INDIANAPOLIS — A steady stream of semis get off the interstate at Ohio Street at rush hour on a Thursday night, because of construction on the North Split.
The result, slow moving traffic on some local roads and a loss of patience among some drivers.
“It’s stupid,” said one tow truck driver, who does his best to pass the time while he waits.
“Listen to music, why not,” he said, adding he’s tired of sitting in traffic, waiting for large semis which have now become a daily part of local traffic on downtown Indianapolis roads, some of them already congested from other construction improvements.
“Who else would think it would be a bright idea to do all the road construction everywhere in one little area,” the tow truck driver said, shaking his head.
It’s only been a few weeks since the North Split closed, leading to the traffic changes on downtown streets, like what people are seeing at the intersection of Ohio and East streets.
“It’s been super busy right here, specifically. Like getting to 70 or getting down south has been backed up with trucks,” said Blake Johnson, who lives downtown.
A few weeks in now, Johnson is getting used to the increased traffic.
“Just know it’s going to take longer getting to where I need to go,” he said.
“Semi truck drivers who think it’s easier to cut through downtown than to pay attention to the signage on (Interstate) 465 and it’s really frustrating,” said Dawn Olsen.
Olsen posted a video to Twitter recently, right after she said the driver of a car hit her as she was walking in a crosswalk downtown.
“It was more like a nudge than anything else, but the fact of the matter is, both of my hands went on the hood and then, it wasn’t an immediate stop,” she said, adding she doesn’t feel safe running through downtown right now. “What makes it even harder is all this interstate traffic that’s going through downtown."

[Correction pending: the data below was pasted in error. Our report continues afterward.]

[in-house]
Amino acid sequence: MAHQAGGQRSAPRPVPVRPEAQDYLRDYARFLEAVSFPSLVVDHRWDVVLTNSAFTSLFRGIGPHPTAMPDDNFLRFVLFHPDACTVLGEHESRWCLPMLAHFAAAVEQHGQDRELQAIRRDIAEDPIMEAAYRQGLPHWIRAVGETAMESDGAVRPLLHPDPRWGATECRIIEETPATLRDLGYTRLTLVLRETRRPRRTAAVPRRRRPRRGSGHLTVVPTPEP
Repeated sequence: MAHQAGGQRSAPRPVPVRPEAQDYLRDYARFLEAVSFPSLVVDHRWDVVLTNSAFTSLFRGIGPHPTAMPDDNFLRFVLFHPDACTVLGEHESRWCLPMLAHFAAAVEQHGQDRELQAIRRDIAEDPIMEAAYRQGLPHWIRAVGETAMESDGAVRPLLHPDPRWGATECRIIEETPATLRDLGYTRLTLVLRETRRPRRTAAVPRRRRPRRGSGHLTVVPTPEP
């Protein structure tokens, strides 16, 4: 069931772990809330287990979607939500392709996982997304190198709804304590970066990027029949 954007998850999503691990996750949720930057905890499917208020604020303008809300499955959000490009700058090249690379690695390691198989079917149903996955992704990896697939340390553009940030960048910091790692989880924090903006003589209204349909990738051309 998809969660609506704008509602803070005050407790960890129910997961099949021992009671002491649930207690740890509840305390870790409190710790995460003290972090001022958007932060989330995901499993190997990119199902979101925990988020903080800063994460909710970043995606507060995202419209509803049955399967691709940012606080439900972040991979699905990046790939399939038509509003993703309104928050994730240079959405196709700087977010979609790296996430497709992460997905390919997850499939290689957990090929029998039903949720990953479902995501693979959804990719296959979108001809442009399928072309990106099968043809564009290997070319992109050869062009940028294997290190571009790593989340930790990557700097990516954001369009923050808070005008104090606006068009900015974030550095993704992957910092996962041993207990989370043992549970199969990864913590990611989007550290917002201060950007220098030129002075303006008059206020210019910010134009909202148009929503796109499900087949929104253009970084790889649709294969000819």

The Department of Public Works said their engineering teams are studying the traffic patterns that are emerging downtown to see what, if anything, needs to be adjusted.
“There’s signage up around all the surrounding highways that are impacted by this to help detour semis around on 465, instead of having to go through downtown. So hopefully that’s mitigating a lot of it,” said DPW spokesperson Hannah Scott-Carter. “Semis should not have to go downtown throughout this closure."
Except they are and some pedestrians, bicyclists and runners say there are too many.
“They really shouldn’t be down here in the daylight time, because it’s kind of hard, or the night,” said one bicyclist.
“The truck drivers can’t really see pedestrians as well,” said another pedestrian.
It’s not just drivers and runners who are frustrated with the downtown construction projects, but also businesses along the congested roads.
“We are right off of the highway, so it’s really easy to just jump off and no big deal, and now because of that added congestion, people are forced to take different routes,” said Luke Tobias, owner of Futuro.
Tobias opened the pizza shop near Washington Street just east of I-65/70 back in March. They picked the location because of its visibility and convenience, but the traffic is causing a ripple effect.
“Because of how visible it was before, versus the way it is now, it’s definitely affected us,” he said.
Being new, Tobias is doing what he can to bring in new customers, saying every bit of business helps.
“I feel like people are less willing to go out of their way because they already have to go out of their way for normal places,” he said. “Try us out. We need the business.”